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‘John Carter’: Strange Land, Familiar Hero

Filed by KOSU News in Art & Life.
March 8, 2012

John Carter may seem awfully familiar for a character who’d largely fallen out of pop-culture favor by the mid-20th century. The first fictional hero created by Tarzan author Edgar Rice Burroughs, Carter is a Civil War veteran accidentally transported from the rocky, arid landscape of the Arizona Territory to the similarly dusty surface of Mars. There, he finds himself able to leap tall rock outcroppings in a single bound, endowed with superstrength thanks to the reduced Martian gravity.

But due to the fantastical visual world Burroughs described in his writing, Carter became the lesser-known of his creations, resisting cinematic adaptations for a century. (Apart from a cheapie 2009 straight-to-video version). To make Tarzan, all you needed was a man in a loincloth, a chimp and a jungle. For John Carter to live beyond the page, a filmmaker would need entire cities built on alien landscapes, elaborate airships and 12-foot-tall, 6-limbed green Martians known as Tharks.

So Burroughs’ “Barsoom” novels (the word the residents of Mars use for their world) remained more influential than widely known — which is why, even if you’ve never heard of John Carter (Taylor Kitsch), the movie that bears his name may feel like a compilation of science-fiction ideas from the last century. The most recent reference point is Avatar, which, when you boil the plot down to its essentials — a man assimilates with an alien race to help save their planet, falling in love with a native in the process — is almost entirely lifted from Burroughs’ story.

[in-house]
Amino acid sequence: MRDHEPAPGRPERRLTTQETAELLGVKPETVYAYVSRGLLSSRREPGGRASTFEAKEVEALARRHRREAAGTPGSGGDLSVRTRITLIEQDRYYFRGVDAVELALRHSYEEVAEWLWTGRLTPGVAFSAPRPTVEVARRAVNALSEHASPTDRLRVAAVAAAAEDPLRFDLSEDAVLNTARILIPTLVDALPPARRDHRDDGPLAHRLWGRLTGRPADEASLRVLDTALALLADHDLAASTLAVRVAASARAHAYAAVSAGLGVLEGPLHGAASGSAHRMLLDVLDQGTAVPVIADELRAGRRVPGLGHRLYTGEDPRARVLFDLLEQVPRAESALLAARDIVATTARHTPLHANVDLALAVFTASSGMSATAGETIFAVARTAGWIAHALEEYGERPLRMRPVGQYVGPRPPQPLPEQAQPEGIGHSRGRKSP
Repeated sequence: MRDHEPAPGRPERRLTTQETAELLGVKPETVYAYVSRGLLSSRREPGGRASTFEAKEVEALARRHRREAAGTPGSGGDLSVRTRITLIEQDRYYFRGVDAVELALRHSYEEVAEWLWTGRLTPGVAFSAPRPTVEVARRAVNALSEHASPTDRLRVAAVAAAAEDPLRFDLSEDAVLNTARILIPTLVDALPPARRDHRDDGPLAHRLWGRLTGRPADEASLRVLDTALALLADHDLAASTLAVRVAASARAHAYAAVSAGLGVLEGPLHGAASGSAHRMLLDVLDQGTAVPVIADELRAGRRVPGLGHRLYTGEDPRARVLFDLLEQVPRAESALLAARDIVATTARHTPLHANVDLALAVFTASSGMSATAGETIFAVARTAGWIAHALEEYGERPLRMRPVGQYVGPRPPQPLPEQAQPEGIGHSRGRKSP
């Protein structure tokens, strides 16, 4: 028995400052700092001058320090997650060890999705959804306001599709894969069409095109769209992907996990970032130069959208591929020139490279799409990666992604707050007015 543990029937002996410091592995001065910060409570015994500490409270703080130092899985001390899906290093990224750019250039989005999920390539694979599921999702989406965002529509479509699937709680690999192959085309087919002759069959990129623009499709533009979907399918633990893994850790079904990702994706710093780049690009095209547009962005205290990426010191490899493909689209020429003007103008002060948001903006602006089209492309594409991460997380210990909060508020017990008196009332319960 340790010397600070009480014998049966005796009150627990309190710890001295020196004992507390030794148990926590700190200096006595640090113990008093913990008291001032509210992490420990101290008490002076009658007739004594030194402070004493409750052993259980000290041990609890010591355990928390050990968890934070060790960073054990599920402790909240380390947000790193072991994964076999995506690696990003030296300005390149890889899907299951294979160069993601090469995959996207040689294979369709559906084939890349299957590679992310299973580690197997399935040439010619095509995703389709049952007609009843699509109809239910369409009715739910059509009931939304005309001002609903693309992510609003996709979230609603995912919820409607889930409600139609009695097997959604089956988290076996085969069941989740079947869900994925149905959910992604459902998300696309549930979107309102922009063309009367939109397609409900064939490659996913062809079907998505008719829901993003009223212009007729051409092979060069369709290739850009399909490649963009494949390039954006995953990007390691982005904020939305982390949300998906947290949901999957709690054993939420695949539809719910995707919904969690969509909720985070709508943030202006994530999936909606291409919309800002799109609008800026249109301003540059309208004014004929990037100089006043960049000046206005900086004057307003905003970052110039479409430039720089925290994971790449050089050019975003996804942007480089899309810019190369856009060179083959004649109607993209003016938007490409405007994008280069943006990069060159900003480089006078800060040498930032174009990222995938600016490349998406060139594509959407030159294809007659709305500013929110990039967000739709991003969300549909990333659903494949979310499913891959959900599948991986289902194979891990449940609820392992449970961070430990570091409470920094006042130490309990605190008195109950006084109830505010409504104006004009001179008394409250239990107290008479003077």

Given the visual requirements, it makes sense that Disney went with an animation director, Andrew Stanton (Wall-E, Finding Nemo) to bring the characters and environments of Barsoom to life. The special effects are some of the strongest elements here, as Stanton and his digital team convincingly render a wide variety of Martian creatures — from the tall, green, tusked Tharks who take Carter prisoner before joining forces with him in a battle against one faction of the more humanoid-looking “Red” Martian species — down to the film’s primary source of comic relief, Woola, a blazingly fast creature that looks like a reptilian cross between a toad and a bulldog. All of these characters, and the richly detailed backdrops, are utterly immersive and lifelike — even without the completely unnecessary 3-D.

Stanton’s previous work expertly blended a dazzling visual sense and great action sequences with affecting emotion — who didn’t cry during Wall-E? It’s on that latter count that John Carter falls a little short. There’s a love story at the center of the movie, as Carter falls for the Red Martian princess Dejah (Lynn Collins), a beautiful warrior who’s being forced into marriage to save her people. But all the swelling music in the world can’t obscure the fact that there’s just no spark between the two; Kitsch is a decidedly bland presence in a movie that needs a larger-than-life hero to carry both the romance and the action.

A forgettable leading man isn’t necessarily a deal-breaker; Sam J. Jones, star of the 1980 cult favorite Flash Gordon, was hardly an impressive presence, but that film, based on a character that takes some cues from Burroughs, fully embraced the camp of the source material. This story is a similarly pulpy adventure tale, but there’s a tonal tug of war at work in the film between those leanings and a desire to make this into a more lush, serious romantic epic.

When Stanton lets the film be pure popcorn entertainment, with swashbuckling set pieces and lovably corny romanticism, it’s a great ride in the Indiana Jones tradition. But when John Carter begins taking itself too seriously — which, at an overlong 132 minutes, it has plenty of opportunity to do — its star feels a little lost. At those moments, it’s easy to wish that Kitsch was allowed to play things with a little more, well, kitsch. [Copyright 2012 National Public Radio]

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